What did surprise me was the level of prejudice within the traveller community about 'country girls' as one lad called the rest of us. Paddy, owner of a permanent traveller site in Manchester expressed utter horror at the idea of his youngest boy bringing home a girl who wasn't a traveller and the lad himself said he'd never be able to take one home to meet his family. The inspiringly named 'Fanta' said that travellers won't let their kids mix with local kids, only other traveller kids because local kids drink and have loose morals. Fair enough but it occured to me that the travelling community can't really complain about prejudice against them when they're equally as prejudiced against the rest of the world. They complain about being judged but they are judging the other youngsters in the area and finding them wanting without actually knowing anything about them. If they want to be accepted and understood, to break down the prejudices around them then they're going to have to open up a bit and show the world what they're really about because if they operate in such a closed manner then the only thing people have to judge them on is what they read in the paper. And that's invariably Daily Mail crap about pikeys trashing villages, stealing, destroying fields they've arrived in overnight and demanding more land. The only way to acceptance is to put their side across and if they aren't willing to do that then things will never change.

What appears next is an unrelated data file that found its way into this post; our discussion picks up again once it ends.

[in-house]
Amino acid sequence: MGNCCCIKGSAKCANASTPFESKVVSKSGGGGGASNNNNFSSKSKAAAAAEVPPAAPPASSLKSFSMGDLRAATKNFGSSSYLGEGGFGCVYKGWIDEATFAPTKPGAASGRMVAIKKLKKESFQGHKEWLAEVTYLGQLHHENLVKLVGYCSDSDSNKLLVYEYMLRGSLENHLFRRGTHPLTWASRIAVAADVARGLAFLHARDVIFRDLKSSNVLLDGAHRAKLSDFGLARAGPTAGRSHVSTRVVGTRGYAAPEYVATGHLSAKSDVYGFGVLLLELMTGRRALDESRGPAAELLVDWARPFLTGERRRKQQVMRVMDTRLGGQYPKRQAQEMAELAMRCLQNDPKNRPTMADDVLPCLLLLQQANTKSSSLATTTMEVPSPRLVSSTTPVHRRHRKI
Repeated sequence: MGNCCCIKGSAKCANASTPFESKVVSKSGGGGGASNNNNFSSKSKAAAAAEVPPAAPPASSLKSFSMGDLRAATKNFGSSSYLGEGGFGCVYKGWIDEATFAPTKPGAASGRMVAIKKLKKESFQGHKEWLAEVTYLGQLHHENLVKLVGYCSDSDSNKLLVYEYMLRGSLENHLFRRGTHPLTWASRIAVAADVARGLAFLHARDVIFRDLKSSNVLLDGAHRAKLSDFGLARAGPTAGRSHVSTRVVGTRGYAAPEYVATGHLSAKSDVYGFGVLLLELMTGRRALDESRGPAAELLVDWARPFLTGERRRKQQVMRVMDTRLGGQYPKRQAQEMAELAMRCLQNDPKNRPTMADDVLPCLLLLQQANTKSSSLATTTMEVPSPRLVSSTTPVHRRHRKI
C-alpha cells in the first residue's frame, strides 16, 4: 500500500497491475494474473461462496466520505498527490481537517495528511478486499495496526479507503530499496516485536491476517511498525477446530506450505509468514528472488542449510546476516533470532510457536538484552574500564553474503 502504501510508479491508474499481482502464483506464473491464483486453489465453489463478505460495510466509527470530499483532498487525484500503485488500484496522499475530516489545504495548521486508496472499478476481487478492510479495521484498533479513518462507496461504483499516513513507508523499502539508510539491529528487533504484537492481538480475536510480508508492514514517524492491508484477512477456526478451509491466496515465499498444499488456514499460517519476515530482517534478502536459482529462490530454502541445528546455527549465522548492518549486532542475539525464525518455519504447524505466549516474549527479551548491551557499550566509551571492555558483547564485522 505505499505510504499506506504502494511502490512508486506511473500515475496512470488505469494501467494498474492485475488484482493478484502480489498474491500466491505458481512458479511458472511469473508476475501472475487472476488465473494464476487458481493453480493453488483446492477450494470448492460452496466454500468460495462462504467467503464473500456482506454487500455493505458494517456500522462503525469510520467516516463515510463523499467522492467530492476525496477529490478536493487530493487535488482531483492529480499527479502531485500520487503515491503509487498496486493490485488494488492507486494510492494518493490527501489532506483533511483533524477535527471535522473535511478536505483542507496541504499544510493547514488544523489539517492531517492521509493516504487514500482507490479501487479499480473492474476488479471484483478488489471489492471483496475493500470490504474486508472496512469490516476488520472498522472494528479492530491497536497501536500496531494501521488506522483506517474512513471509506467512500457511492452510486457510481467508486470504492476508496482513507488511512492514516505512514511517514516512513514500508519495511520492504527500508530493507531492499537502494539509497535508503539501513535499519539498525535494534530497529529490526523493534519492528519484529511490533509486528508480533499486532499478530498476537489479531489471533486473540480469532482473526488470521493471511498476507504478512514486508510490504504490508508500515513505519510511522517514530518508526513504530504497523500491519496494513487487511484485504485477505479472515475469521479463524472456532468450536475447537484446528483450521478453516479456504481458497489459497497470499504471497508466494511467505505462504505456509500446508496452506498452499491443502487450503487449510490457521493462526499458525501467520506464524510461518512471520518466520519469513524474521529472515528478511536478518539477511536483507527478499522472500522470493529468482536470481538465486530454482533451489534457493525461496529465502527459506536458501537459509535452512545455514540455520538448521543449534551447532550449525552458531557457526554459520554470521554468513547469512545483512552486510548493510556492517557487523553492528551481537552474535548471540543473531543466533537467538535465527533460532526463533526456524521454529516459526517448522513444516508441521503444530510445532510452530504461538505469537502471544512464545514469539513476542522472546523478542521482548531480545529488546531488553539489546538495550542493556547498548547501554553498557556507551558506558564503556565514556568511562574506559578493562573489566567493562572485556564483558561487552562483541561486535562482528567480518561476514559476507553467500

Still though, you can't beat an hour of watching massive dresses and dubiously dressed women can you??

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11 Responses

  1. You can't beat it, indeed. I'd forgotten about the giant star on the one girl's tiara/crown. They all looked like royalty.

  2. I was pretty amazed by this program, it slightly horrified and tantalised me at the same time.I think the main reason that the Pikey's marry within their own community is because no right minded 'Country girl' would even give them the time of day. I for one wouldn't entertain a traveler female simply because they all looked like dim Barbies who could do with entering a finishing school, hell, any school.